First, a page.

The second estimate of first quarter growth shows that cooling of the economy was driven by trade and government
Weak start to the new year confirmed. The second estimate of first quarter GDP growth did not show any changes to the headline figure. GDP growth came in at 0.3% QoQ, from 0.6% QoQ in the final quarter of 2017. The weakest quarterly performance since 3Q 2016.
Still, on the year, growth came in at 2.3%. What is new are the different GDP components. Despite the harsh winter weather, investments in construction increased by 2.1% QoQ, from -0.4% QoQ. Investment and private consumption were the main growth drivers. In fact, private consumption has become one of the most important drivers of the current recovery, having grown by an average of 0.3% QoQ since 2009. At the same time, however, the first quarter was also a quarter of “firsts”. The first drop in government spending since 2Q 2013 (-0.5% QoQ), the first drop in exports since 3Q 2016 (-1.0% QoQ) and the first drop in import since 2Q 2016 (-1.1%). Particularly the drop in exports could be a first sign that the appreciation of the euro in 2017 has started to leave its mark on the economy.
Downswing, cooling or soft patch? Currently, there are many expert views out there of how to best characterize the German growth performance in the first quarter. In our view, this is very much a semantic discussion. The German economy has now grown for 15 consecutive months, the longest lucky streak since reunification. Of the last 36 quarters, the economy grew in 33. Even better, strong private consumption, the pick-up of investments and low inventories still bode well for the German growth outlook. Therefore, we stick to our view that once the one-off effects of the first quarter have disappeared, the German economy should rebound in the coming months and quarters. However, admittedly, the ongoing slide in confidence indicators, higher oil prices, Italian politics and the ever-accelerating trade tensions could delay this rebound.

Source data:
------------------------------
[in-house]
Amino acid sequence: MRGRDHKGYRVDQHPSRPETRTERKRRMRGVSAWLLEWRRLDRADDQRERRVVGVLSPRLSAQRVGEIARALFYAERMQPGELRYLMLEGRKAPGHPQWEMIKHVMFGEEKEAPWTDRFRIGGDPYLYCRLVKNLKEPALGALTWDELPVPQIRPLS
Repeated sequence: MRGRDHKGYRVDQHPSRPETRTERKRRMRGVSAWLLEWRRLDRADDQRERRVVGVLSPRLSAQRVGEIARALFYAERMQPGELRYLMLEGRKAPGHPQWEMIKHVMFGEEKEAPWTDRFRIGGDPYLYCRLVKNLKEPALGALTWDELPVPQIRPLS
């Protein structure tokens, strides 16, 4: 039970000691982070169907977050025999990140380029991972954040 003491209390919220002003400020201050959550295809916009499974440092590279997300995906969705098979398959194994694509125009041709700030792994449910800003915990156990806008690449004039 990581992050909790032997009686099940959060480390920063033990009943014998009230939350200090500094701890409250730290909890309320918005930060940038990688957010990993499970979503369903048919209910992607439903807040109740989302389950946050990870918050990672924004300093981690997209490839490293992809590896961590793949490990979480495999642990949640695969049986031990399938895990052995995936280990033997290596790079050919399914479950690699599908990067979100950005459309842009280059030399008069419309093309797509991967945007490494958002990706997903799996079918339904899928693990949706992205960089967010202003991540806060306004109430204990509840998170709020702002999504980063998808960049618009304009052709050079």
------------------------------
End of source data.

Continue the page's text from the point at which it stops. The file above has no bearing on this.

Being a bit more specific, the biggest domestic problem for the German economy is that it is almost literally coming apart at the seams. Demand is as insignificant a problem as in the first years after reunification. Instead, supply-side factors are increasingly hampering Germany’s growth prospects. Both equipment and labour are currently at their highest levels ever and are limiting factors to production. Against this background, more investment seems to be the best and easiest way forward. It would increase production capacity and could lift the current speed limits. At the same time, however, external risks are increasing. Last night’s announcement by the US administration to look into possible import tariffs on automotives shows that a further escalation of the trade tensions, with harmful effects on the German economy, is clearly not off the table. In this regards, a minor euro crisis, leading to a weaker euro and safe haven effects in Germany might not be the worst thing for the German economy….Just kidding.